Espanola Island is in the far southeast of the archipelago and one of the oldest islands. We visited Gardner Bay with its white sand beach and numerous sea lions sprawled out over the sand.


A sea lion sound asleep.


The marine iguannas on Espanola Island have a reddish colour to their skin.


In the afternoon we visited Punta Suarez on the western part of the island, and did a three hour walk around a rocky trail for more wildlife viewing. There were many different types of birds in this area, including the Nazca Booby.


A blue-footed booby. More sexual activity renders their feet lighter blue whilst those with abstinence have deeper blue feet.


Close up of the feet of a blue-footed booby.


A blow hole on the western shore of Espanola Island.


A Waved Albatross nesting on Espanola Island. This is the only known nesting site for these birds. We watched a few albatrosses in a courting ritual, and it was good to compare this with the wandering albatrosses I previously saw on South Georgia.


Waved Albatross.


Anchored off Post Office Bay at Floreana Island, where we spent our last full day in the Galapagos.


Opuntia cactus and lava shoreline near Post Office Bay.


Lava Heron.


At Post Office Bay whalers in the 18th Century used a barrel behind the beach as an unofficial mail drop. Our group continued the tradition by placing some postcards in the barrel, and collecting any that were addressed to people in our own country so that we could hand deliver them to the addressee.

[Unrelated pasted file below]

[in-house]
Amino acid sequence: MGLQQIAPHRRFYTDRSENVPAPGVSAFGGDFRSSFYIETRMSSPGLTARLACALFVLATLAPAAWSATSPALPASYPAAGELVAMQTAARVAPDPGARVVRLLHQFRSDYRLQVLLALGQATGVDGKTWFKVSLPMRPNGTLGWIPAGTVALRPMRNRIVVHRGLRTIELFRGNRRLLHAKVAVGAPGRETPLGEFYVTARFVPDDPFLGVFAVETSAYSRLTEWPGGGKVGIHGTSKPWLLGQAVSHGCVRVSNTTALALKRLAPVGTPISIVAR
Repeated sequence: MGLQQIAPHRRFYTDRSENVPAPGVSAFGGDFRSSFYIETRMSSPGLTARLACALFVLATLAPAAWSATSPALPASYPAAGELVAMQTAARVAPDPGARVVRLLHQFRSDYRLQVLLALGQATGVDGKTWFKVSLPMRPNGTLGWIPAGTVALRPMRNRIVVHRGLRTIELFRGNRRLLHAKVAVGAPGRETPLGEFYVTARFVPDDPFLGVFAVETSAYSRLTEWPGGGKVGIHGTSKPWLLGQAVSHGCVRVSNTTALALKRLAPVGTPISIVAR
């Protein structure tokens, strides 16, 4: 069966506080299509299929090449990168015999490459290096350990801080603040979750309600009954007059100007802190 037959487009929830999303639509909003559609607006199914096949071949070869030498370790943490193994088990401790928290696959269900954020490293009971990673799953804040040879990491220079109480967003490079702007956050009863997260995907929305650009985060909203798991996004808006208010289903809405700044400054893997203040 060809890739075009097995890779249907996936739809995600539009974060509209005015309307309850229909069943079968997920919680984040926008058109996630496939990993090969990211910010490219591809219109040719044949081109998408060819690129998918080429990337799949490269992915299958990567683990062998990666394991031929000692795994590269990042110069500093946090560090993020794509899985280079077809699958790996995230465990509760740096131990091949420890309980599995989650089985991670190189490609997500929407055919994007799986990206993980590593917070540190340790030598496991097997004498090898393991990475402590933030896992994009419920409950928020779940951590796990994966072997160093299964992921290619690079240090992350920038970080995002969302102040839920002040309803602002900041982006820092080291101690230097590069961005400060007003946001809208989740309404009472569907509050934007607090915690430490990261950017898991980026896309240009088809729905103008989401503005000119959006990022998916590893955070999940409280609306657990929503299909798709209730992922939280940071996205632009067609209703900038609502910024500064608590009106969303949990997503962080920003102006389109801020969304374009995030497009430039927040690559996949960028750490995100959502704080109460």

View of Post Office Bay. After checking the barrel we headed further inland and went down into another lava tunnel.


A white tipped reef shark in the water off Post Office Bay.


Sea Turtle.


During the late morning our boat headed to Champion Rock where we did a second snorkel for the day. There were numerous sea lions along the shore and in the water and we snorkelled amongst them for about 30 minutes. The sea lions inspected us and swam all around us at close range. This was one of the best highlights of the trip.


Fish in the waters at Champion Rock.


Being inspected by a Sea Lion.


The afternoon was spent at Punta Cormorant. Behind the beach was a lake that contained a few pink flamingoes.


A Sally Lightfoot Crab. These brightly coloured crabs are on all the beaches and stand out against the black rocks.


Before we flew back to the mainland on the following day, we visited North Seymour Island. This small island contains large numbers of nesting birds, including blue footed boobies and magnificent frigatebirds. The male frigatebirds inflate large red coloured sacs under their beak in order to attract females.


Opuntia cactus. The Galapagos Islands have a dry climate and this plant is common all the islands.

Contact "alanlevy at pcug dot org dot au" for more information.